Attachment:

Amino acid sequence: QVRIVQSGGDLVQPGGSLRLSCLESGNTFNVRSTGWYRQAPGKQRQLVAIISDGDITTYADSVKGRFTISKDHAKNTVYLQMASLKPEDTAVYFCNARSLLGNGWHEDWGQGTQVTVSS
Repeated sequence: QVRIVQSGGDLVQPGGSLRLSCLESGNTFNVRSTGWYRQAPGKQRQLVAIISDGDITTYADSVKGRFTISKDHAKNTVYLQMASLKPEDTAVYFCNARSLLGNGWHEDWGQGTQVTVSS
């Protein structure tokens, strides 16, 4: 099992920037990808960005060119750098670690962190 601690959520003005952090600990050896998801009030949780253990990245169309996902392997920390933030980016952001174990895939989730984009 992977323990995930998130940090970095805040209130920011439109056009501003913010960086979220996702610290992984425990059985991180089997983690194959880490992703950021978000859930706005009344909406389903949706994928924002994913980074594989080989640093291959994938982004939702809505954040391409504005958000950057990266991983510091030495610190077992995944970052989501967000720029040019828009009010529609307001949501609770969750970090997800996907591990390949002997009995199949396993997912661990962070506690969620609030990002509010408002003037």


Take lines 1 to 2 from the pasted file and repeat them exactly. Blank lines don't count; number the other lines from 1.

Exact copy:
Amino acid sequence: QVRIVQSGGDLVQPGGSLRLSCLESGNTFNVRSTGWYRQAPGKQRQLVAIISDGDITTYADSVKGRFTISKDHAKNTVYLQMASLKPEDTAVYFCNARSLLGNGWHEDWGQGTQVTVSS
Repeated sequence: QVRIVQSGGDLVQPGGSLRLSCLESGNTFNVRSTGWYRQAPGKQRQLVAIISDGDITTYADSVKGRFTISKDHAKNTVYLQMASLKPEDTAVYFCNARSLLGNGWHEDWGQGTQVTVSS